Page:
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Netflix Pursues Cable TV Deals

October 14, 2013  |  All Things Digital  |  No Comments

Netflix Inc. is in talks with several U.S. pay-television providers including Comcast Corp. and Suddenlink Communications to make its online video service available as an app on their set-top boxes, people familiar with the matter say. A deal would mark the online video service’s first such tie-up with a U.S. cable provider and would come after a similar agreement it recently announced with U.K. cable operator Virgin Media Inc. The talks are in early stages and no deal is imminent, the people cautioned. Read the rest of this post on the original site »

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Here’s What a Twitter News Service Might Look Like

October 10, 2013  |  All Things Digital  |  No Comments

Many of Twitter’s 215 million users have turned the service into their own personal newspaper, by following people and publishers that bring them news (or trivia, or whatever) of the day. But what if Twitter started delivering that news itself? That’s what appears to be going on with @eventparrot , a Twitter account that delivers links to news stories from outside publishers. It popped up yesterday, and now has several thousand followers, who are getting notifications like this, via Twitter’s Direct Message feature: Event Parrot describes itself as a “Twitter experiment”, and while Twitter hasn’t officially identified the account as one of its own, I’m quite comfortable assuming that is. For starters, it looks very similar to @MagicRecs , another “Twitter Experiment” that Twitter eventually turned into a full-fledged feature . Other clues include nudges and winks from Twitter employees. Let’s also assume that if Event Parrot ends up becoming an official Twitter feature, the company will move it out of the Direct Message backwater and find a way to showcase it that’s more mainstream. Magic Recs has now been turned into a push notification, and you could imagine the same happening to Event Parrot. Or the company could simply find some dedicated space for it in users’ main feeds, which would make even more sense to the new users Twitter is trying to find . The big question: Does Twitter users need a Twitter-run news service? Magic Recs, which points out Twitter accounts my Twitter friends have started following (Basically: People who work at Apple  or  used to work at Apple ) is cool because it gives me a peek at what the people in my filter bubble were interested in, even when they’re not Tweeting about it. And while I can’t tell if Event Parrot is personalized for me based on what other people in my feed are sharing (I seem to have gotten the same news alerts that everyone else who’s written about Event Parrot has received), I’m not sure that I care. Either Event Parrot is telling me about stories people in my feed are already sharing, which means I’m already seeing them. Or it’s telling me about news people aren’t sharing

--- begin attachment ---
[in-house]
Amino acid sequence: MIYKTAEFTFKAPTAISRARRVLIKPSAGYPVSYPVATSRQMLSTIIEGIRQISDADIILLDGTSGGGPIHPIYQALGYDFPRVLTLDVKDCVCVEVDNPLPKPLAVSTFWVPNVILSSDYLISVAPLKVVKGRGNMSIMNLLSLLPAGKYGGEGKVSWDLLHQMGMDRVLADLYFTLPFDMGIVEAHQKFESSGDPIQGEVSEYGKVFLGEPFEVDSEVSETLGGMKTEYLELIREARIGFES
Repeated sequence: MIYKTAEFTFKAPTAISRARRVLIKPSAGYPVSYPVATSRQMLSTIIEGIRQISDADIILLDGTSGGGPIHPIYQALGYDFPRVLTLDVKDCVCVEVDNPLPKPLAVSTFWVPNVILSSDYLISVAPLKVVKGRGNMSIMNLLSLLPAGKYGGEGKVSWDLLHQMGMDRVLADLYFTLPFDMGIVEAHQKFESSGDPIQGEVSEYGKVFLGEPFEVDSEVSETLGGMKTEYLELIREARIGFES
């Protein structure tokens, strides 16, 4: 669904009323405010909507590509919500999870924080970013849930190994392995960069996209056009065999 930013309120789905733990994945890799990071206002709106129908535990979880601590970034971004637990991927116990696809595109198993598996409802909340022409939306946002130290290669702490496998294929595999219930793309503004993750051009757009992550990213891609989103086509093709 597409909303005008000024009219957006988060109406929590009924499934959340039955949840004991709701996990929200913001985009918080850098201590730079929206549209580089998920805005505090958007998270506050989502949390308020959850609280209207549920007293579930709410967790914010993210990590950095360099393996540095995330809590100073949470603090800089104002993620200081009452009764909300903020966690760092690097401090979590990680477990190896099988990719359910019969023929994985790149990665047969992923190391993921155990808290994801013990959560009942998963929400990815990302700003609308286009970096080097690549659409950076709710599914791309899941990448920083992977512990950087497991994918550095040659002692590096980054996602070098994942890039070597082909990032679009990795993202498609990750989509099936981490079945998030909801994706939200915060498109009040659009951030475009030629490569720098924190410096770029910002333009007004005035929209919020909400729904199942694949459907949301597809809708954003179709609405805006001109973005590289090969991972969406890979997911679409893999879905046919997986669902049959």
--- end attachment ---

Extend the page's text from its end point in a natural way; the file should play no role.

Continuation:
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‘Carrie’ Promotional Video Punks Coffee Shop Customers

October 8, 2013  |  Variety  |  No Comments

“There are other people out there like me … .” For unsuspecting customers at a local coffee shop, those words uttered by Stephen King’s telekinetic teen Carrie became all-too real — and judging by some reactions, it was an unwelcome discovery. But not to worry. The video was a prank made to promote Sony-Screen Gems’... Read more